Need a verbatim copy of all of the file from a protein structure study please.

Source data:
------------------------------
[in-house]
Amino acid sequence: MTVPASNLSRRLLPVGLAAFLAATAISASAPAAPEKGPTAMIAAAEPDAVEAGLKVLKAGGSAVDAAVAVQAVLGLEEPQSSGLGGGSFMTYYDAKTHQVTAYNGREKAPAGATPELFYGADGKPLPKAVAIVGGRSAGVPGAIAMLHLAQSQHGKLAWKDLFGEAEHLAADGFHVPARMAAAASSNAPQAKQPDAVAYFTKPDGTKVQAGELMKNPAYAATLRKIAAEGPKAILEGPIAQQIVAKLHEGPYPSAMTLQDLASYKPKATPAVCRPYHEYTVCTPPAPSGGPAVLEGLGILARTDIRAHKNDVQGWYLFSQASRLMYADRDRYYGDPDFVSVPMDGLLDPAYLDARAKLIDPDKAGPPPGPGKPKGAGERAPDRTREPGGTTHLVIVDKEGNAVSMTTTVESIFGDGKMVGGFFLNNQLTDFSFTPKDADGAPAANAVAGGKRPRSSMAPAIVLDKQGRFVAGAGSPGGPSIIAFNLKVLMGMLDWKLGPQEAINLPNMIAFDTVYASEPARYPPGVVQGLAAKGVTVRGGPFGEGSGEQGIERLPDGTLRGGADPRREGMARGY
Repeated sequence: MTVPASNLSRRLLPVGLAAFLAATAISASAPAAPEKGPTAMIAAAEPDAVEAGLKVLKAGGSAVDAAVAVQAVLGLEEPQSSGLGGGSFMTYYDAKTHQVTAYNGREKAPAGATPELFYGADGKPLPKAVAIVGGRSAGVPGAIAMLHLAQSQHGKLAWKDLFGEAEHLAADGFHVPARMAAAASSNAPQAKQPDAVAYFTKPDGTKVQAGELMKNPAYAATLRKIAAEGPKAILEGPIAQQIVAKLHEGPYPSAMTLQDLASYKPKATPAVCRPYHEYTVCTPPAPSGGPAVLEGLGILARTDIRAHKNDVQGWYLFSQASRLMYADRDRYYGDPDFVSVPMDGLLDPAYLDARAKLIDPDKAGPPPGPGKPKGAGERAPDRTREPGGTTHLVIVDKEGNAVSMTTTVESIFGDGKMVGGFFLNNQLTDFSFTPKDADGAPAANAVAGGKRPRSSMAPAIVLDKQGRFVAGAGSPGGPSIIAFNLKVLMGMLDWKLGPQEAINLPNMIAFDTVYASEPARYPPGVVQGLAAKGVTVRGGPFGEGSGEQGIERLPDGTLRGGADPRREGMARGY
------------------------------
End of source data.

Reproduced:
[in-house]
Amino acid sequence: MTVPASNLSRRLLPVGLAAFLAATAISASAPAAPEKGPTAMIAAAEPDAVEAGLKVLKAGGSAVDAAVAVQAVLGLEEPQSSGLGGGSFMTYYDAKTHQVTAYNGREKAPAGATPELFYGADGKPLPKAVAIVGGRSAGVPGAIAMLHLAQSQHGKLAWKDLFGEAEHLAADGFHVPARMAAAASSNAPQAKQPDAVAYFTKPDGTKVQAGELMKNPAYAATLRKIAAEGPKAILEGPIAQQIVAKLHEGPYPSAMTLQDLASYKPKATPAVCRPYHEYTVCTPPAPSGGPAVLEGLGILARTDIRAHKNDVQGWYLFSQASRLMYADRDRYYGDPDFVSVPMDGLLDPAYLDARAKLIDPDKAGPPPGPGKPKGAGERAPDRTREPGGTTHLVIVDKEGNAVSMTTTVESIFGDGKMVGGFFLNNQLTDFSFTPKDADGAPAANAVAGGKRPRSSMAPAIVLDKQGRFVAGAGSPGGPSIIAFNLKVLMGMLDWKLGPQEAINLPNMIAFDTVYASEPARYPPGVVQGLAAKGVTVRGGPFGEGSGEQGIERLPDGTLRGGADPRREGMARGY
Repeated sequence: MTVPASNLSRRLLPVGLAAFLAATAISASAPAAPEKGPTAMIAAAEPDAVEAGLKVLKAGGSAVDAAVAVQAVLGLEEPQSSGLGGGSFMTYYDAKTHQVTAYNGREKAPAGATPELFYGADGKPLPKAVAIVGGRSAGVPGAIAMLHLAQSQHGKLAWKDLFGEAEHLAADGFHVPARMAAAASSNAPQAKQPDAVAYFTKPDGTKVQAGELMKNPAYAATLRKIAAEGPKAILEGPIAQQIVAKLHEGPYPSAMTLQDLASYKPKATPAVCRPYHEYTVCTPPAPSGGPAVLEGLGILARTDIRAHKNDVQGWYLFSQASRLMYADRDRYYGDPDFVSVPMDGLLDPAYLDARAKLIDPDKAGPPPGPGKPKGAGERAPDRTREPGGTTHLVIVDKEGNAVSMTTTVESIFGDGKMVGGFFLNNQLTDFSFTPKDADGAPAANAVAGGKRPRSSMAPAIVLDKQGRFVAGAGSPGGPSIIAFNLKVLMGMLDWKLGPQEAINLPNMIAFDTVYASEPARYPPGVVQGLAAKGVTVRGGPFGEGSGEQGIERLPDGTLRGGADPRREGMARGY